Connect>Create 2008

Mark Wallinger, 'Passport Control' (1988)

Have you ever found yourself doodling over your own, or a friend’s photograph or digital image? Have you ever seriously thought about you’re intention when making those marks? Did you discard the image, thinking that it was meaningless?


In Passport Control (1988), Wallinger uses the simple method of doodling over his own passport photographs to show us how easy it is to perceive someone totally differently, and to classify them as such. His materials and equipment consisted of photo-booths, felt-tip pens and Tipex. The enlarged passport photos have been defaced to resemble ‘insulting epithets’ that address racial stereotyping.


The series is derived from the feeling of apprehension and sense of unease, when faced with scrutiny at frontiers, border check points or passport inspection at airports.


‘A passport photo is something you carry around with you to prove to people you’ve never met before that you exist….. It’s a personal flag’ [1] Wallinger is challenging the concept of identity – ‘ is that ‘me’ because it resembles my portrait’.


Portraiture has always featured strongly in his work. Wallinger includes himself in his art both as critical commentator and as part of the artwork. The size of Passport Control comments on what happens to the small photo if the identity of that person becomes news worthy, e.g. if a crime has been committed. This series also deals with the theme of inclusion or exclusion, playing upon the classification of human beings through racial type.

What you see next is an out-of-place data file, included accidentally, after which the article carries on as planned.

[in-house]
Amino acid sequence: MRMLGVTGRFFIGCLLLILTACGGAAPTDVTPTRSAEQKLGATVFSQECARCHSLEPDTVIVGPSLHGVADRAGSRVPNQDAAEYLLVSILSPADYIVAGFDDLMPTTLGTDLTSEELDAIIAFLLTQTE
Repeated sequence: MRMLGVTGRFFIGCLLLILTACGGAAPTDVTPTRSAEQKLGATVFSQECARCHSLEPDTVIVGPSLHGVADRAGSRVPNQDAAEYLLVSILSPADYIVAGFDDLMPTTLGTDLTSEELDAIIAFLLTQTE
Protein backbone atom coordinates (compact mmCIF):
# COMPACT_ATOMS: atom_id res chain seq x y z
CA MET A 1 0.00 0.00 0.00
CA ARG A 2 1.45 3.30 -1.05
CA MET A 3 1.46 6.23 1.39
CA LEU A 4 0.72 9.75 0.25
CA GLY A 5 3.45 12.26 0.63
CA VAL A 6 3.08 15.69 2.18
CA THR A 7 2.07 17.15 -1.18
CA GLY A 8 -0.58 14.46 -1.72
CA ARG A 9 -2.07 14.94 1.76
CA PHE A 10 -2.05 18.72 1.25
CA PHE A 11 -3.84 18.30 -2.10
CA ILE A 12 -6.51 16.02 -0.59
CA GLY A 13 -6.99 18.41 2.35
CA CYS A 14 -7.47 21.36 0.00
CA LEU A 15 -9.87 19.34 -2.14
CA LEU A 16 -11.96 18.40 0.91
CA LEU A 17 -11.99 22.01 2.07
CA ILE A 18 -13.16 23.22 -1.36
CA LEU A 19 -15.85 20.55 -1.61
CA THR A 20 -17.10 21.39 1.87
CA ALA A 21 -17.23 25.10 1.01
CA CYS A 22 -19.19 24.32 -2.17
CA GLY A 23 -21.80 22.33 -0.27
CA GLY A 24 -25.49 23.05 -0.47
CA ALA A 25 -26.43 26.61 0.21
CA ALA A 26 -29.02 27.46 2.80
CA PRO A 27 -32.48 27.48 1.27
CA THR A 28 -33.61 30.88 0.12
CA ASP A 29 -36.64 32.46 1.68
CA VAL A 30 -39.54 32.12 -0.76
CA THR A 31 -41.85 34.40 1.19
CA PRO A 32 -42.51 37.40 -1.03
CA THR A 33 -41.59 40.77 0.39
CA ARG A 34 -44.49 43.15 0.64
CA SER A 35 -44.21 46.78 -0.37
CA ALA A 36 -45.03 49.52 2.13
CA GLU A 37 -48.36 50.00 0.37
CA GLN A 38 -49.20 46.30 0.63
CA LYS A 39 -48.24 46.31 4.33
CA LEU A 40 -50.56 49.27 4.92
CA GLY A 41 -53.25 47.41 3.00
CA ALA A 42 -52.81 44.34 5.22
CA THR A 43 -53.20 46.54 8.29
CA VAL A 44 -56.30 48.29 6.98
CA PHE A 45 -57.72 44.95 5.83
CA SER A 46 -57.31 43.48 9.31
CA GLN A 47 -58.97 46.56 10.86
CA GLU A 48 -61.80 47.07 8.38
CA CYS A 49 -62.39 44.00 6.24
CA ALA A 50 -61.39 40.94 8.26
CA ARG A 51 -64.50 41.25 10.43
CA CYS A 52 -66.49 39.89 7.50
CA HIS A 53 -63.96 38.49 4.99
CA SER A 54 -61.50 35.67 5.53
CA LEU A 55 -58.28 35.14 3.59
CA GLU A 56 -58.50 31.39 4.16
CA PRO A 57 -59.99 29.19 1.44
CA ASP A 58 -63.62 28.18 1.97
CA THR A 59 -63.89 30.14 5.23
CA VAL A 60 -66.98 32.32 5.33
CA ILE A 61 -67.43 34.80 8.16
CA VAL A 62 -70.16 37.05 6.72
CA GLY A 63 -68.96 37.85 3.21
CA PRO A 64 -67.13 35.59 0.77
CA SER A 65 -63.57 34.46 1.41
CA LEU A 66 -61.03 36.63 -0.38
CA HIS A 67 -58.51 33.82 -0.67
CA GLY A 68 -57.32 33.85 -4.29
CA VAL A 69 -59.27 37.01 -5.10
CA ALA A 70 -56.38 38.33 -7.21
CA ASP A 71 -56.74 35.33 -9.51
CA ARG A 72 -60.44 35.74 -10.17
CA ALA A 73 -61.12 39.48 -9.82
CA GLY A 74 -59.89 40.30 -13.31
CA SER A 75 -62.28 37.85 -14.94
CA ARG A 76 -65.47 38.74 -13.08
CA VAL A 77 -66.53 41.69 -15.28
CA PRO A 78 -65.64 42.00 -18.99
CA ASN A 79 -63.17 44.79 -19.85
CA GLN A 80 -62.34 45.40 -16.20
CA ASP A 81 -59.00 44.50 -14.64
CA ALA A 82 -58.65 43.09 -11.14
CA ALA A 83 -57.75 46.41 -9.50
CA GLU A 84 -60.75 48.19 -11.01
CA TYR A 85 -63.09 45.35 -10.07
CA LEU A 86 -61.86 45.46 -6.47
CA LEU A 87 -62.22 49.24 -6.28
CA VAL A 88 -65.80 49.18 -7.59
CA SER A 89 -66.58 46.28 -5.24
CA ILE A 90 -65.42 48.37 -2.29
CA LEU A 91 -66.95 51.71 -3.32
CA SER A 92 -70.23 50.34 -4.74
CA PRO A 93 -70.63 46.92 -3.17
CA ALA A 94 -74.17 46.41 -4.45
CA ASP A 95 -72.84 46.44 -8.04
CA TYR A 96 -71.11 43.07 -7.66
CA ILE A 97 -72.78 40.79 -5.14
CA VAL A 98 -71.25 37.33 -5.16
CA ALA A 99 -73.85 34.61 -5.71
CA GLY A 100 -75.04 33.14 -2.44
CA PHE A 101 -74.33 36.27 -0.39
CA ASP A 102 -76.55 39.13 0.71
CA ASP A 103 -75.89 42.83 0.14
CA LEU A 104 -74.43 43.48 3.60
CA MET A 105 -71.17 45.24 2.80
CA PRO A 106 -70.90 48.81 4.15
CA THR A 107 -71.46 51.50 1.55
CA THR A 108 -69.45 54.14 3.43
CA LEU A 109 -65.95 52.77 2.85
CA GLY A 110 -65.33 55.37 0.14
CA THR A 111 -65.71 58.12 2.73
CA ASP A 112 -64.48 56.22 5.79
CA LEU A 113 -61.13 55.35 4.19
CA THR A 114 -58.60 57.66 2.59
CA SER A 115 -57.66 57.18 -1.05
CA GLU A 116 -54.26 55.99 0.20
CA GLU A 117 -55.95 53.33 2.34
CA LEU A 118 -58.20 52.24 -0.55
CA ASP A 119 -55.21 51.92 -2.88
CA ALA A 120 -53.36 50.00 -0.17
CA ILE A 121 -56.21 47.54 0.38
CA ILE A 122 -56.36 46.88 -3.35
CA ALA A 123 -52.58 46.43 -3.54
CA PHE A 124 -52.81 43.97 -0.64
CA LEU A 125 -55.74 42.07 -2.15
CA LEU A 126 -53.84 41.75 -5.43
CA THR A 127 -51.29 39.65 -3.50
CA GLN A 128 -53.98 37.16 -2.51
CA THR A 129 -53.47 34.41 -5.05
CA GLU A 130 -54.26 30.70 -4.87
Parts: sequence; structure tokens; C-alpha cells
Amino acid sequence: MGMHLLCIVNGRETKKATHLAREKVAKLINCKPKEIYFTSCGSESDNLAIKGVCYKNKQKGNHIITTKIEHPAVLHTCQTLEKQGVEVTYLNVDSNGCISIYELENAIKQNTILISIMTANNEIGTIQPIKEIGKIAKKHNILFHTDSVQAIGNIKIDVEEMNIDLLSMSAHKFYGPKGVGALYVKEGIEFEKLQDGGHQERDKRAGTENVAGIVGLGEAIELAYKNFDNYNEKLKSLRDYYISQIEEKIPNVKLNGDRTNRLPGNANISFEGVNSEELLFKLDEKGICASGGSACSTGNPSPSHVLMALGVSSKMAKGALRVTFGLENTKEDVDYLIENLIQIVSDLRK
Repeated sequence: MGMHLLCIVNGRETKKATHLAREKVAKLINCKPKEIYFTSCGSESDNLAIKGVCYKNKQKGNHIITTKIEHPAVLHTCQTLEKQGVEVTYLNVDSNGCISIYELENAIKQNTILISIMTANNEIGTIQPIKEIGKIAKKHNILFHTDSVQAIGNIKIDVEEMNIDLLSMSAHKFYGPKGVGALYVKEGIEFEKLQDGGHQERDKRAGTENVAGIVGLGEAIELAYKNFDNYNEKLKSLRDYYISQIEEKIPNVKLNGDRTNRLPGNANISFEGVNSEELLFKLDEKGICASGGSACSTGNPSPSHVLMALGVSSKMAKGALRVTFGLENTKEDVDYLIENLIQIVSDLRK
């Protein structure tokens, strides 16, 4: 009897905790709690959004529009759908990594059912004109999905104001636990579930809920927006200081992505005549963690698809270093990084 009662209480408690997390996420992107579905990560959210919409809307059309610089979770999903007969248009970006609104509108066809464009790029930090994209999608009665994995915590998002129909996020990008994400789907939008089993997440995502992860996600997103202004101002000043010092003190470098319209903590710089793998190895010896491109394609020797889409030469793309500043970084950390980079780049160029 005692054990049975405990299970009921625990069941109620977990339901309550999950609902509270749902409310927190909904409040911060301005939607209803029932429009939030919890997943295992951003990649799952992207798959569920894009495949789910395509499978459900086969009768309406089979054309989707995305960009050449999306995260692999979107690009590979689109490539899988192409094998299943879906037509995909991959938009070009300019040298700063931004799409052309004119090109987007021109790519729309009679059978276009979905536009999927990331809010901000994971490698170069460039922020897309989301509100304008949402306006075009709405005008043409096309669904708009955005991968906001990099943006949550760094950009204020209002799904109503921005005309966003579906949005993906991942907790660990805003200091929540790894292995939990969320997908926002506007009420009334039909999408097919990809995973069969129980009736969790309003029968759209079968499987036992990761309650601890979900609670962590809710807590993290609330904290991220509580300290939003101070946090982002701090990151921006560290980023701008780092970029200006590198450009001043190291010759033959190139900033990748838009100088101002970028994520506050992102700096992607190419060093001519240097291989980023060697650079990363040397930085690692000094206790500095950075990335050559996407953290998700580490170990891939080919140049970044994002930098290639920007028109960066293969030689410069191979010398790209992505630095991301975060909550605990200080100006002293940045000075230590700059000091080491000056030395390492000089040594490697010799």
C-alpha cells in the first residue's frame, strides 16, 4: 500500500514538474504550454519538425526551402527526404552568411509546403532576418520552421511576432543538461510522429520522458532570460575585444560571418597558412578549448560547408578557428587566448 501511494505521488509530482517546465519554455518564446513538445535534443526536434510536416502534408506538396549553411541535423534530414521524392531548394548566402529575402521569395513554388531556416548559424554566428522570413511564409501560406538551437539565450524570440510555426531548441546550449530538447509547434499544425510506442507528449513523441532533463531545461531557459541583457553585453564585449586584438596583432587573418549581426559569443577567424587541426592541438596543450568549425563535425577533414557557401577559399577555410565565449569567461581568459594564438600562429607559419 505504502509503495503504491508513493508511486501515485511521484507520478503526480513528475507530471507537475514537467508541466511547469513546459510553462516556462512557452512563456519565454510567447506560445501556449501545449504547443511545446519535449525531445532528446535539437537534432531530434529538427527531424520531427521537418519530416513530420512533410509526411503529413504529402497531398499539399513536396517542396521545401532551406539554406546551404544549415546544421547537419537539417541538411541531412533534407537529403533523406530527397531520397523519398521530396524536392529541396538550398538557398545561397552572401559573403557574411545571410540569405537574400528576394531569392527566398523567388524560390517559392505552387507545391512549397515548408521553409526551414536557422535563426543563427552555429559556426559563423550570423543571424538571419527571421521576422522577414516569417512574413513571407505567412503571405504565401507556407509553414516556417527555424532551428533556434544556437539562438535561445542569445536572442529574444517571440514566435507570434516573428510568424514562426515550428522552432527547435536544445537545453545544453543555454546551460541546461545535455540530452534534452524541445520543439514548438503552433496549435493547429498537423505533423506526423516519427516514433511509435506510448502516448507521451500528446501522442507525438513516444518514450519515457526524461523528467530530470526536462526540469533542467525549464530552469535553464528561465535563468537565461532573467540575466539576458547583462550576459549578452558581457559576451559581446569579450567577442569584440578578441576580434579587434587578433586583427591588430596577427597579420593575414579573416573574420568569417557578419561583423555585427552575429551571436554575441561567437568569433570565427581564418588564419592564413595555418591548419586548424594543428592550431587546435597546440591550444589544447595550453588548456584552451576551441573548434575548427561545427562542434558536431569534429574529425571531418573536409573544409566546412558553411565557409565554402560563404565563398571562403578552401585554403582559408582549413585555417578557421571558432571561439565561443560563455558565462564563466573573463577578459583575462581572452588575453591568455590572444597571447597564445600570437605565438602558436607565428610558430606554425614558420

Since the mid 1980’s he has explored the complex theme of identity. Wallinger’s work is concerned with the ‘politics of representation and the representation of politics’. In the 1990’s his more well known work includes a passionate exploration of the sport of horse racing. In 1992 he produced a series of horse paintings entitled ‘Race, Class, Sex’. The four life-sized thoroughbred stallions are directly descended from Eclipse, a horse portrayed in the eighteenth century by George Stubbs. Typically challenging the viewer’s interpretation, the subject shifts perception between representation of a particular horse and the manner of its representation. Wallinger’s investigations culminated in 1994 with the purchase of a race horse which he named ‘A Real Work Of Art’. His comment suggests irony - the thoroughbred is presented as an aesthetic object whose sole purpose is to give pleasure to its owners and followers.


Wallinger works in a variety of media, including painting, sculpture, video and photography, and performance e.g. the film, Sleeper, records a live performance in which the artist wears a bear suit, whilst wandering alone in Berlin’s Neue National Galerie for ten consecutive nights. He was awarded the Turner Prize in 2007 for the visceral reconstruction of banners and paraphernalia of the protest against the war in Iraq, in Parliament Square by Brian Haw.


[1] Interview with Mark Wallinger, 2007.  Ferens Art Gallery ‘Illumination’s’ recording. ©

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